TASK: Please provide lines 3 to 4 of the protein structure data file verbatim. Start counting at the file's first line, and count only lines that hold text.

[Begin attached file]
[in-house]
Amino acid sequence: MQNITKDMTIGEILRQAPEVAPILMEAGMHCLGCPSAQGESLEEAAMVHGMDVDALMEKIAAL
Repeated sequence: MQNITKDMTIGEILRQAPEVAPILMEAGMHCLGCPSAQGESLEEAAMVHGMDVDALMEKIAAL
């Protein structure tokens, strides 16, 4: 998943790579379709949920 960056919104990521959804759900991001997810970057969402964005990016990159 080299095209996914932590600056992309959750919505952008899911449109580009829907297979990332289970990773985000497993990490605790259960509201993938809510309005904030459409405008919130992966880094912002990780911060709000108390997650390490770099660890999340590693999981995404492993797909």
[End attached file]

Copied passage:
Repeated sequence: MQNITKDMTIGEILRQAPEVAPILMEAGMHCLGCPSAQGESLEEAAMVHGMDVDALMEKIAAL
């Protein structure tokens, strides 16, 4: 998943790579379709949920 960056919104990521959804759900991001997810970057969402964005990016990159 080299095209996914932590600056992309959750919505952008899911449109580009829907297979990332289970990773985000497993990490605790259960509201993938809510309005904030459409405008919130992966880094912002990780911060709000108390997650390490770099660890999340590693999981995404492993797909």